Roger Federer described it as “a dream final toward the back end of our careers.”

His words were a revealing personal assessment of the Swiss Indoors championship match-up between himself and longtime rival Rafael Nadal on Sunday.

Following Federer’s 6-3, 5-7, 6-3 victory, the two modern-era greats have now played 34 career matches with Nadal holding a 23-11 advantage. It’s unlikely they will meet many more times before one or the other decides to retire. This week at the Paris-Bercy event they are on opposite sides of the draw but there’s a 50-50 chance they could face each other in two weeks in the round-robin portion at the ATP World Tour Finals in London.

Before Sunday’s final in Basel there was a lot of speculation about whether winning the match – their first since the 2014 Australian Open and with Federer attempting to end a five-match losing skid dating back to 2012 – would mean more to Federer or Nadal.

There seemed to be a consensus that it meant more to Nadal but it actually probably was more important to Federer.

Look at it this way – if there has been any rap against Federer’s magnificent career it has been his underwhelming head-to-head record versus Nadal. It’s not hard to imagine that his Swiss compatriots are displeased, to say the least, that their sainted Roger has been roughed up on so many big occasions by rugged Rafa.

Playing in his old hometown of Basel, there was even more pressure. In an interview early last week, he admitted there simply wasn’t enough time for him to fulfill all the demands on him during the tournament.

Proof that he was feeling more edgy than usual came during his quarter-final match against David Goffin. When the Belgian broke to lead 4-2 in the second set, in a very un-Federer-like fit of pique, he whacked a ball high up into the stands and got a warning for ball abuse from umpire Ali Nili.

Who knows how many more times Federer will play the Basel event – this was his 16th – so Sunday was a golden opportunity to win it for a seventh time, and probably more importantly, record a victory at home over his arch rival.

It was especially so because everyone knew Nadal had not been playing his best in 2015 and that on indoor hard courts he has a undistinguished record – only having won one career title (Madrid). And that was just over a decade ago in 2005.

pix2-action The thought crossed the mind about whether Federer would rather beat Nadal in Basel or win the upcoming ATP World Tour Finals in London. He has won the year-end event six times so it seemed likely that a redemptive victory over Nadal in the Swiss Indoors might mean more, particularly because it would remain ingrained in the memories of the home folk.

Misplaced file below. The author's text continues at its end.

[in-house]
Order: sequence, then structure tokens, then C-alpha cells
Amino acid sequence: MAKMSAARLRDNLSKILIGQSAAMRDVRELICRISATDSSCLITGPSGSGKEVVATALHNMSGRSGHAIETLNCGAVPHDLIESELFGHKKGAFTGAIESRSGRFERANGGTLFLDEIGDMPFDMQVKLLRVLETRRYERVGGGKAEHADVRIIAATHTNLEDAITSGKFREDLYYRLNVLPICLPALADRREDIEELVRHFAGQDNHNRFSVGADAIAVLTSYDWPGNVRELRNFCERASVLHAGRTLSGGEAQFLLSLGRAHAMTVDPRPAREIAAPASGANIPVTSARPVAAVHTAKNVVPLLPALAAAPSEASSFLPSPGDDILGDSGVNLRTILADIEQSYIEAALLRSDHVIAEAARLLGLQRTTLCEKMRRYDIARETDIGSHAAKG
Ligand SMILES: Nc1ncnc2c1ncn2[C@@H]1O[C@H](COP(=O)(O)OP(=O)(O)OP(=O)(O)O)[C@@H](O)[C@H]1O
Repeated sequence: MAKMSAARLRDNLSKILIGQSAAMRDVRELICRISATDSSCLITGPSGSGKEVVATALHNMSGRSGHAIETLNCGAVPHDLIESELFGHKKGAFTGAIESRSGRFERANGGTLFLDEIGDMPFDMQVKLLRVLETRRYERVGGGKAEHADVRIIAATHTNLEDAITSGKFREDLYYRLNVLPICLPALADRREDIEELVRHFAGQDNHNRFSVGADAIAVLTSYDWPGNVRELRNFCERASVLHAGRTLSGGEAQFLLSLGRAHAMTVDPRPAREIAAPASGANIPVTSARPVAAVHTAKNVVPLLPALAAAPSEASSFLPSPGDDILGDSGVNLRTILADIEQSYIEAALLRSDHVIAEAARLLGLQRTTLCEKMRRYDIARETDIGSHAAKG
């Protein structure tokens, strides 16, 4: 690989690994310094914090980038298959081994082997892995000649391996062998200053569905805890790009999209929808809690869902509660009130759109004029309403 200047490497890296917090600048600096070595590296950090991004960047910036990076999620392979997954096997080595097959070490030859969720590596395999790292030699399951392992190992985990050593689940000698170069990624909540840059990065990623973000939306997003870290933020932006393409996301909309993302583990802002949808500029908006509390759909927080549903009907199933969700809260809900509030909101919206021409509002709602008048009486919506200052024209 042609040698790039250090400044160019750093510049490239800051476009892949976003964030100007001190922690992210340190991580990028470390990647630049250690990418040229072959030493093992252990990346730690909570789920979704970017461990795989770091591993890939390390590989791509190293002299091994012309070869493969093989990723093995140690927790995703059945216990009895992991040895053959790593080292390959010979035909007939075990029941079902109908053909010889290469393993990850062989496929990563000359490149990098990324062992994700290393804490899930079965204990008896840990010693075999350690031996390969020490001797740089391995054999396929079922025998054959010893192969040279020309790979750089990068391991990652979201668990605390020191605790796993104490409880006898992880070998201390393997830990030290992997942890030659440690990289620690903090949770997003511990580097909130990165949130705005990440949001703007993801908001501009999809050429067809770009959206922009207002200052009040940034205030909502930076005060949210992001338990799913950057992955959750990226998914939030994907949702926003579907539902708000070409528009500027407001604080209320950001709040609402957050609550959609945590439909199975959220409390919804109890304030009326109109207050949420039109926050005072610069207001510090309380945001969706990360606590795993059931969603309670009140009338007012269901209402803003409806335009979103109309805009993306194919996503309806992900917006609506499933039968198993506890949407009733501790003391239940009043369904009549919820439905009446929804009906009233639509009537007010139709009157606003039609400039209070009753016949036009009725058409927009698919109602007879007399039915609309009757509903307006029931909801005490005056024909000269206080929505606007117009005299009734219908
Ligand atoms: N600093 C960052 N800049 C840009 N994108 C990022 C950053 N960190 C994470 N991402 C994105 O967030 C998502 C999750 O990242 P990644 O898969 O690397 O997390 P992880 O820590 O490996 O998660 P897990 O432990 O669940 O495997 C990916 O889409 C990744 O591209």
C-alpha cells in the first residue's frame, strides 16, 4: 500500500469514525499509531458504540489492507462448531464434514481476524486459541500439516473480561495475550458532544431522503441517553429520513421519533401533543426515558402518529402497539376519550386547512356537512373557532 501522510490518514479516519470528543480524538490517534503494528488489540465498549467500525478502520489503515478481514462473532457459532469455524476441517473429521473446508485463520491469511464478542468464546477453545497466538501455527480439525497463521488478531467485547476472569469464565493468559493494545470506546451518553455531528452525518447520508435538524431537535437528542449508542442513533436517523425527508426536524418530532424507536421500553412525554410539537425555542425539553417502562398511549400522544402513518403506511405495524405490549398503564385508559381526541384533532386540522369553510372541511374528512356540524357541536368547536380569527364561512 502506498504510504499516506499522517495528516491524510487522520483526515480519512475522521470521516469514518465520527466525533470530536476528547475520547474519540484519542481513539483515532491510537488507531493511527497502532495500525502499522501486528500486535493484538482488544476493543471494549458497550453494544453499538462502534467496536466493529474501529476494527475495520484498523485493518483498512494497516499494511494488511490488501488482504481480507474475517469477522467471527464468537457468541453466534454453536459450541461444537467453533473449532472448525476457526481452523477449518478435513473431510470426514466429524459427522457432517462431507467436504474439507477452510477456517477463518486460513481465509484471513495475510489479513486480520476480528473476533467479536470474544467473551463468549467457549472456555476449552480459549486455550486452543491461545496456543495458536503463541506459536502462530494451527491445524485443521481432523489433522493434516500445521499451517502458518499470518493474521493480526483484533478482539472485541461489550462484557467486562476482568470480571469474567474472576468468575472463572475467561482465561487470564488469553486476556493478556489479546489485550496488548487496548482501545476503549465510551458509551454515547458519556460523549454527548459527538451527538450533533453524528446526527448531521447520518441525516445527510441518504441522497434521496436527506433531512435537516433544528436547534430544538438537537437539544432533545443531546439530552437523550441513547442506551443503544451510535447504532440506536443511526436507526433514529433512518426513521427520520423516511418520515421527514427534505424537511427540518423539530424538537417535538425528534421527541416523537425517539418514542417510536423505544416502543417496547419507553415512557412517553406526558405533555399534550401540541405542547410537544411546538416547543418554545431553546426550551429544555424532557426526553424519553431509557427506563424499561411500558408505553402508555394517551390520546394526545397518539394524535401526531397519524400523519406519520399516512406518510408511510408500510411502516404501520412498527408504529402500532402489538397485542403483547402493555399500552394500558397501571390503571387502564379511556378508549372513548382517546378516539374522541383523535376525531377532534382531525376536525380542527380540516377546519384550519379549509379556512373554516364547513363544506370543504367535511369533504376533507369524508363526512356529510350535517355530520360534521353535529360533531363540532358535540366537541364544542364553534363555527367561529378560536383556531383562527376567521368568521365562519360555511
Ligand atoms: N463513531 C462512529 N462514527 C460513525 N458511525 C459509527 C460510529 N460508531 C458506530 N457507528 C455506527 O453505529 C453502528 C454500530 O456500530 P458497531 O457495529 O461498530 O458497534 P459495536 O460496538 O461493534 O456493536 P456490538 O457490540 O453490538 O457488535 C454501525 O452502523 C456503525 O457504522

From Nadal’s side, he has struggled all of 2015 despite winning clay-court titles in Buenos Aires in February and Hamburg in July, as well as one on grass in June in Stuttgart.

His record for the year against top-five players entering Sunday’s final was 1-5, with the lone win coming in Shanghai three weeks ago, 6-2, 6-1 over a remarkably uninspired Stan Wawrinka.

In his other matches against top-five opposition in 2015, he had not won a set in three losses to No. 1-ranked Novak Djokovic or any against No. 4 Kei Nishikori (Montreal). Then there was that abysmal 6-3, 6-2 defeat in the Madrid final on clay against Andy Murray.

His four matches in Basel leading up to Sunday’s final had all been seesaw, nerve-wracking affairs. In the first round, Lukas Rosol served for the match in the second set and then made three egregious forehand errors leading 4-2 in the final set tiebreak before losing 1-6, 7-5, 7-6(4). There following three-set wins over Grigor Dimitrov and Marin Cilic when he was down a break in almost every set. Even in his only two-set victory, over Richard Gasquet in the semifinals, the Frenchman led 4-2 in both sets and had two set points at 6-4 in the second set tiebreak before going down 6-4, 7-6(6).

“It’s been a very emotional week,” Nadal said after the final, “all the matches a lot of fight. I believe it has been a very important week for me for this year but, at the same time, also for the future.”

Obviously a win over Federer would have been a major morale boost, especially as it would have come with the added significance of a long-awaited second career indoor title. But for Nadal, unlike Federer, there weren’t all the personal attachments and promotional entanglements involved in playing at home. (Below that’s Federer’s sister Diana courtside left front beside their mother Lynette. It was nice to see white-haired papa Robert, who rarely sits beside Lynette, happily touch hands in celebration with his wife right after their son won.)